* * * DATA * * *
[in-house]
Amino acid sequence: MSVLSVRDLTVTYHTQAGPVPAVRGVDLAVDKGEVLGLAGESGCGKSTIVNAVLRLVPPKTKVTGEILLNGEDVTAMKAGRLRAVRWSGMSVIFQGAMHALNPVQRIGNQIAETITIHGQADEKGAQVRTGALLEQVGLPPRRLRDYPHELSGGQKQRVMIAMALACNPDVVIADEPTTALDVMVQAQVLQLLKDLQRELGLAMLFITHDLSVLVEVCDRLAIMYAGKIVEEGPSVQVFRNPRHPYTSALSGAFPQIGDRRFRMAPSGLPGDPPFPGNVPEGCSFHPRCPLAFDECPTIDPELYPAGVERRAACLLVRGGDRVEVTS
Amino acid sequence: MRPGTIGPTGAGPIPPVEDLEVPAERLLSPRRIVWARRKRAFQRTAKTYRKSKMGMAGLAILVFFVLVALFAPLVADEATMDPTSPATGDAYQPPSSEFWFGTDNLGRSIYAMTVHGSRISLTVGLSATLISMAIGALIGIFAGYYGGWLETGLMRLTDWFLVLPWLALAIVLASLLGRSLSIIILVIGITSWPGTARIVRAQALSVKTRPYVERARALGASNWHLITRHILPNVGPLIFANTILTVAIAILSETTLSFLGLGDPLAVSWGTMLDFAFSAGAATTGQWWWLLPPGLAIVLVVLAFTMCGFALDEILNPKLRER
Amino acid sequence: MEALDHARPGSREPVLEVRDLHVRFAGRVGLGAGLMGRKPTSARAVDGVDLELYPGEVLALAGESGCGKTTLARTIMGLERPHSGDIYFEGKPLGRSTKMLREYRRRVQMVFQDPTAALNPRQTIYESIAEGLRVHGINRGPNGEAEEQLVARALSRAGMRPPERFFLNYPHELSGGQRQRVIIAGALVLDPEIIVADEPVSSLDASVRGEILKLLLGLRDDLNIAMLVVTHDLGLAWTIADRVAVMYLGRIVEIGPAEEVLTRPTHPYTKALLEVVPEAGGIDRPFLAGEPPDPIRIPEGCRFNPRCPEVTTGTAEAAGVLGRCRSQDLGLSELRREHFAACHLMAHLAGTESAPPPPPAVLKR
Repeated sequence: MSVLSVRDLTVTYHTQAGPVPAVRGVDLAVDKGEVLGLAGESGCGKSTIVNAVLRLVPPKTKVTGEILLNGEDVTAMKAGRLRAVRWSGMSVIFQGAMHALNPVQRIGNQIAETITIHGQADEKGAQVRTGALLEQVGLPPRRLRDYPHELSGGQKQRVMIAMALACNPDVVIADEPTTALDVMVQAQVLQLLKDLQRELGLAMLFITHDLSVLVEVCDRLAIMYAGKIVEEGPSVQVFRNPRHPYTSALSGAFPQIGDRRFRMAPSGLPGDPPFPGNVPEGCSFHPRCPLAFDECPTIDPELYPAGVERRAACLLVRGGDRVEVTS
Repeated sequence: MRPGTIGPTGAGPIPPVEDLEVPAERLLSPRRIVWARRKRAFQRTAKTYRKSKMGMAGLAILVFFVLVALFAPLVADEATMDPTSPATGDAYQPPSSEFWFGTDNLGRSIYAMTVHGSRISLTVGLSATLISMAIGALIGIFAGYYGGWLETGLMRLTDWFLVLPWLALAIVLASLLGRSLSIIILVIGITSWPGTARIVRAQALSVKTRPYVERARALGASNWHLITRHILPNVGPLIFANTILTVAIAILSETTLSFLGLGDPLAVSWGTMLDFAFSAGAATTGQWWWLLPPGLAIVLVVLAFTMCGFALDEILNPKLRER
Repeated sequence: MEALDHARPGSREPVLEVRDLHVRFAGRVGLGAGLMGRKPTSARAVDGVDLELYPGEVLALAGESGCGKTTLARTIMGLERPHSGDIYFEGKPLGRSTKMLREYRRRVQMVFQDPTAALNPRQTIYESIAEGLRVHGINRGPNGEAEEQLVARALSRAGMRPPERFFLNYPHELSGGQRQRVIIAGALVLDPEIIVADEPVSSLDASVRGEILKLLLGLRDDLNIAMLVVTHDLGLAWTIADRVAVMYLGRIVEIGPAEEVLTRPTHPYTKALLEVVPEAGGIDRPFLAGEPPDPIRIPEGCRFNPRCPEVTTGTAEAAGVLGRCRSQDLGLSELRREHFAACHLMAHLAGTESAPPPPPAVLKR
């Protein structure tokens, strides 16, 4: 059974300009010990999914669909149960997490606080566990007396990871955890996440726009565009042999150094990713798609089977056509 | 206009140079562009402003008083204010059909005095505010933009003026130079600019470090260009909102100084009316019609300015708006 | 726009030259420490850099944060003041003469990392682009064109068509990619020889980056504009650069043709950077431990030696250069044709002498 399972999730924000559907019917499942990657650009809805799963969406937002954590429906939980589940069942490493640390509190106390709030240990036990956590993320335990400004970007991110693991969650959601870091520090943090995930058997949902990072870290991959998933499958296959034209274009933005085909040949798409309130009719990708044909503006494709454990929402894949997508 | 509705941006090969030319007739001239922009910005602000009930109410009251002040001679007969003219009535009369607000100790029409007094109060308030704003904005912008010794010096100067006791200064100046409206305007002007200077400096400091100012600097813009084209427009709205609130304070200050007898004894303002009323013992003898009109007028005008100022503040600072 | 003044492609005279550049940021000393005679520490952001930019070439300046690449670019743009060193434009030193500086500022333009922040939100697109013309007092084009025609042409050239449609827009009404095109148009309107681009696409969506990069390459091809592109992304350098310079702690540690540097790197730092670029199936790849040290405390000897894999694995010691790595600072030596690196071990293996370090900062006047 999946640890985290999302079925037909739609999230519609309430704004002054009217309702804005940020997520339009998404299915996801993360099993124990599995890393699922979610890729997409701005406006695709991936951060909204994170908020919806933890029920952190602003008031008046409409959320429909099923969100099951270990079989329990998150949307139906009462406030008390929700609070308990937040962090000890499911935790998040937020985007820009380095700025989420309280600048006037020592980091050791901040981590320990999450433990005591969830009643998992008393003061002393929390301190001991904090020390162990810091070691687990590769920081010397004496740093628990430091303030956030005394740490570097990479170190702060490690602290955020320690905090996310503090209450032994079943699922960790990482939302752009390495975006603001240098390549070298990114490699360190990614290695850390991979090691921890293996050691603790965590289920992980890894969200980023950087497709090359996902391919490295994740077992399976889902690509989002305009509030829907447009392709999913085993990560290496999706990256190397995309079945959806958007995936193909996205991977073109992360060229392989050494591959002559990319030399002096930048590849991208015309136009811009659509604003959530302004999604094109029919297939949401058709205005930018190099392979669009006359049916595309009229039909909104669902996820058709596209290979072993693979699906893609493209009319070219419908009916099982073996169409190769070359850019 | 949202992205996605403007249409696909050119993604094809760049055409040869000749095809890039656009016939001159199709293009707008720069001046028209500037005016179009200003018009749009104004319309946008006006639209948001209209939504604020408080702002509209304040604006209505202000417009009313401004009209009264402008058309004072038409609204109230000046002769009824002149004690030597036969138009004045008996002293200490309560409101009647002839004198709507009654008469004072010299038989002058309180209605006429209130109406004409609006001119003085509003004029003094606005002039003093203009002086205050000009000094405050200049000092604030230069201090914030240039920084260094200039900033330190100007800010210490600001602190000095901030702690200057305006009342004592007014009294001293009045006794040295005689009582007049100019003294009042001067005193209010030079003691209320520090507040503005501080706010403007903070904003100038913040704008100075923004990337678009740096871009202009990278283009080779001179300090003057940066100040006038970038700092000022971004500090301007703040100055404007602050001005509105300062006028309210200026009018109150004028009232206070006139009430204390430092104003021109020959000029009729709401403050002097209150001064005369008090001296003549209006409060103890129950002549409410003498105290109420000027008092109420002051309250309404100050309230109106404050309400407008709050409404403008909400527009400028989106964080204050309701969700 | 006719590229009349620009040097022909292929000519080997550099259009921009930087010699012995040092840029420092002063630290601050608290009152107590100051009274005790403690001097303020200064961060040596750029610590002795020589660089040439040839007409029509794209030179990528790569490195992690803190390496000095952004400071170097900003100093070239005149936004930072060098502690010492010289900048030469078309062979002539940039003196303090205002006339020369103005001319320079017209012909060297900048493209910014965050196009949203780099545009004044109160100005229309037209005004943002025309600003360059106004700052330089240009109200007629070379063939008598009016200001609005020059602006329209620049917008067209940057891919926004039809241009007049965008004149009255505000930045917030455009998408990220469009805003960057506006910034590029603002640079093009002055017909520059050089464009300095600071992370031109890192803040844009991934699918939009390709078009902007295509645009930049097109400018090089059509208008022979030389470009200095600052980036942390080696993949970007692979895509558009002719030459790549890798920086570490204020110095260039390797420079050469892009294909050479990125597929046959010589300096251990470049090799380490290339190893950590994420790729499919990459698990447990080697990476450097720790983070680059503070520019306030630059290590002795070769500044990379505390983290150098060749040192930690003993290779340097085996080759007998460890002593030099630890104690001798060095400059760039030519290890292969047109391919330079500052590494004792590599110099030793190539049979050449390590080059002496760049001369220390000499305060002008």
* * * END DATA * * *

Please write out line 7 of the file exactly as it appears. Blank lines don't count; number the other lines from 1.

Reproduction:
Repeated sequence: MEALDHARPGSREPVLEVRDLHVRFAGRVGLGAGLMGRKPTSARAVDGVDLELYPGEVLALAGESGCGKTTLARTIMGLERPHSGDIYFEGKPLGRSTKMLREYRRRVQMVFQDPTAALNPRQTIYESIAEGLRVHGINRGPNGEAEEQLVARALSRAGMRPPERFFLNYPHELSGGQRQRVIIAGALVLDPEIIVADEPVSSLDASVRGEILKLLLGLRDDLNIAMLVVTHDLGLAWTIADRVAVMYLGRIVEIGPAEEVLTRPTHPYTKALLEVVPEAGGIDRPFLAGEPPDPIRIPEGCRFNPRCPEVTTGTAEAAGVLGRCRSQDLGLSELRREHFAACHLMAHLAGTESAPPPPPAVLKR